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Genially about LGBTQ+ Pride and its history


LGBT+ Pride

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Pride is celebrated around the world with both protests and parties. In the 50 years since the modern LGBTQ+ liberation movement began in the 1970s, Pride events have taken place around the world. Although these events are all unique based on where there are located, they are usually tied in some way to the Stonewall Riots of 1969.

The Stonewall Riots were not the first time that LGBTQ+ people fought back against police harassment, but it is the best known case, and it was crucial to the creation of Pride. The Stonewall Inn was a gay bar in Greenwich Village, New York City. Police often raided gay bars, and it was typical for patrons who were dressed in drag to be arrested.

One night in the summer of 1969, cops stormed the Stonewall Inn and arrested patrons. However, on this particular night, the crowd grew angry and eventually, someone encouraged all the onlookers to fight back. The crowd threw various objects at the police and forced them to retreat. This led to several more aggressive confrontations over the next few nights.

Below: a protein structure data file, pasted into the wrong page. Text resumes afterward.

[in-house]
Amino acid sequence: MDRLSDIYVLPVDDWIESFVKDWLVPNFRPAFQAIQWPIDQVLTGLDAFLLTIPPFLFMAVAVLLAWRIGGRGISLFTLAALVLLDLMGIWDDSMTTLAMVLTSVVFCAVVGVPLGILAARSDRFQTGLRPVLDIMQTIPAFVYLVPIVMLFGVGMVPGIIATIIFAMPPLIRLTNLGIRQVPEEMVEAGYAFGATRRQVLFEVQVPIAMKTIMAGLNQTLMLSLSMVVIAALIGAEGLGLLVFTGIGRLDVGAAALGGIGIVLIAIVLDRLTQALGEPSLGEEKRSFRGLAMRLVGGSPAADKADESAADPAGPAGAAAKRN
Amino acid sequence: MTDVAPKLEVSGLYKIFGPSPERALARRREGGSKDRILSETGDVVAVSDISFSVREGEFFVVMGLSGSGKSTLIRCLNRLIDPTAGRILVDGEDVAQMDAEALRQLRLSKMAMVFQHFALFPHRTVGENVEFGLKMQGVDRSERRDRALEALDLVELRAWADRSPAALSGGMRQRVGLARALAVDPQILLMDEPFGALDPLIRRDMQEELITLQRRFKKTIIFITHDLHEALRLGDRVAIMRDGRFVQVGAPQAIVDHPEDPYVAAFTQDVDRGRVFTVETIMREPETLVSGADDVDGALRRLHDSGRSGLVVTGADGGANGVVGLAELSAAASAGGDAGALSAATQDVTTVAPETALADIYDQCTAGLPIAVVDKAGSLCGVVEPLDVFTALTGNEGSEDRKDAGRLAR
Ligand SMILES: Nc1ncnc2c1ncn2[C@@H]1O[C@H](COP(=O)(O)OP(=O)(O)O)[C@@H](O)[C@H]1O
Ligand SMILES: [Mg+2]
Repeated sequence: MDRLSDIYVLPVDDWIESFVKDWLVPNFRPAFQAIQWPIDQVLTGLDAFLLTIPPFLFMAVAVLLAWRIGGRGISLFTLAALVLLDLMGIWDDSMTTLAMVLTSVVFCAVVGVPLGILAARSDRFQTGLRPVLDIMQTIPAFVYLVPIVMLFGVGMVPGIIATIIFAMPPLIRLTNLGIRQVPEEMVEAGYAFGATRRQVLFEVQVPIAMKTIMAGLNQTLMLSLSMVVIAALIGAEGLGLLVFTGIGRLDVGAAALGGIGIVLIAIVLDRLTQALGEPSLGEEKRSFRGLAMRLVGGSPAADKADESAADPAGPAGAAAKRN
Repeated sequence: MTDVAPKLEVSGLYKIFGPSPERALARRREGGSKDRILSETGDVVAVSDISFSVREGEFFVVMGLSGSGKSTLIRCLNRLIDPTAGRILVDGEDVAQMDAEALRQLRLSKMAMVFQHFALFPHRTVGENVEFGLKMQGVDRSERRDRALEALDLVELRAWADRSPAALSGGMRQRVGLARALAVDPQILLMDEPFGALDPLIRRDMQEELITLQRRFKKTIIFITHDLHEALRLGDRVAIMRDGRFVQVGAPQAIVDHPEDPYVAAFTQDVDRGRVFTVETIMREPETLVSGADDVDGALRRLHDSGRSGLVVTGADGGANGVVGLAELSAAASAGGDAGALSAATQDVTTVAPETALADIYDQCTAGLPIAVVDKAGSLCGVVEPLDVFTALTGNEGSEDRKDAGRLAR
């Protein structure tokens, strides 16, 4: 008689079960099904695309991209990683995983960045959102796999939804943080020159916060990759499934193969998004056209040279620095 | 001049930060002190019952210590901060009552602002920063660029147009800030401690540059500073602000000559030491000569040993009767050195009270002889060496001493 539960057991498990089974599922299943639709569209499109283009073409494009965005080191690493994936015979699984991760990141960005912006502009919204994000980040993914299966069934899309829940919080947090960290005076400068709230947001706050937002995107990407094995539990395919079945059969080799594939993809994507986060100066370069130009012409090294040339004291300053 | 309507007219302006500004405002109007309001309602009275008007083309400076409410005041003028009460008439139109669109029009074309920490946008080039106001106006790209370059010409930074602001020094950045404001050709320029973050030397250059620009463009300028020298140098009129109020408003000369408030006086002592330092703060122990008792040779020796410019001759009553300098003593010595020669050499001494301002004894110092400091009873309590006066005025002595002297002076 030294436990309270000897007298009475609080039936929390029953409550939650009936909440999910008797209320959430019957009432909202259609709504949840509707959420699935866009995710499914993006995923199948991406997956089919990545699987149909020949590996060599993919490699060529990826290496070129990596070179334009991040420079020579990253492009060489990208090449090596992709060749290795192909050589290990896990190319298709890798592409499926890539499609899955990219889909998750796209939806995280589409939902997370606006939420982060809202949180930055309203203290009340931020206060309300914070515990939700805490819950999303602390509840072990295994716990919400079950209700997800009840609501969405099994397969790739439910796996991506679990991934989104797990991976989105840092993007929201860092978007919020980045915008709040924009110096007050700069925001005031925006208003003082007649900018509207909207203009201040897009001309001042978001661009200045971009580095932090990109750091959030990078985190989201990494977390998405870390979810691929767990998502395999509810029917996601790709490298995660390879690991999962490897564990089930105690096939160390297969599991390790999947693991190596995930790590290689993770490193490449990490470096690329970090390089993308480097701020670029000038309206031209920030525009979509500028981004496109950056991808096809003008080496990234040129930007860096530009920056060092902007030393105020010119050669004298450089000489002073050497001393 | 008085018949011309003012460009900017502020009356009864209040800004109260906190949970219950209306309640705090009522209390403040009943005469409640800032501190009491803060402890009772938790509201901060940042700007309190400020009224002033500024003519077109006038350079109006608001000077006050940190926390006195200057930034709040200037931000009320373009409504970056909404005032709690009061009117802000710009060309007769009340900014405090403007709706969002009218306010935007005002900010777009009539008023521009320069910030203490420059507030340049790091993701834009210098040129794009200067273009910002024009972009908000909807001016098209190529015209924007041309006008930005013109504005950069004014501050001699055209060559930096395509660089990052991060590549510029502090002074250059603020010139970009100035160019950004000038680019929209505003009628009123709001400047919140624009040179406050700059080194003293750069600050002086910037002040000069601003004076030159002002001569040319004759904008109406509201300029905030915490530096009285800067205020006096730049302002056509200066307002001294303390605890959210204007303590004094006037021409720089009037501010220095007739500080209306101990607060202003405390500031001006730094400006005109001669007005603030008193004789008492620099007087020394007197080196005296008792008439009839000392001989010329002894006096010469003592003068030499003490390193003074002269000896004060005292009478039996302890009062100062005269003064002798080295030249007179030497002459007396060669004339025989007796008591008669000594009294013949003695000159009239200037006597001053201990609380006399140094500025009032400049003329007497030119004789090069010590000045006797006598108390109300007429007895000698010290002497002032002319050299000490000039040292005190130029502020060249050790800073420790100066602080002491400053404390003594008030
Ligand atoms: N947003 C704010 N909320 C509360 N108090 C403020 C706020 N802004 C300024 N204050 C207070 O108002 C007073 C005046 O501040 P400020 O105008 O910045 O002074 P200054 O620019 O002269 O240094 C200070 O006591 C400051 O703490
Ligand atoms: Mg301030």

After the Stonewall Riots, activists wanted to keep the resistance going. They organized a march to Central Park the next year, and used the theme of “Gay Pride” to push back against the attitude of being ashamed of being gay. The march spread to other cities throughout the 70s, and Pride eventually became the celebration we know today.

Nowadays, Pride is celebrated in various places around the world. Pride is different in every city, but most Pride parades and celebrations take place in June to mark the anniversary of the Stonewall Riots.

Some larger cities coordinate their Pride celebrations through the organization InterPride, which manages Pride celebrations around the world and runs WorldPride. This year, WorldPride will be held in two cities for the first time - Copenhagen in Denmark, and Malmö in Sweden.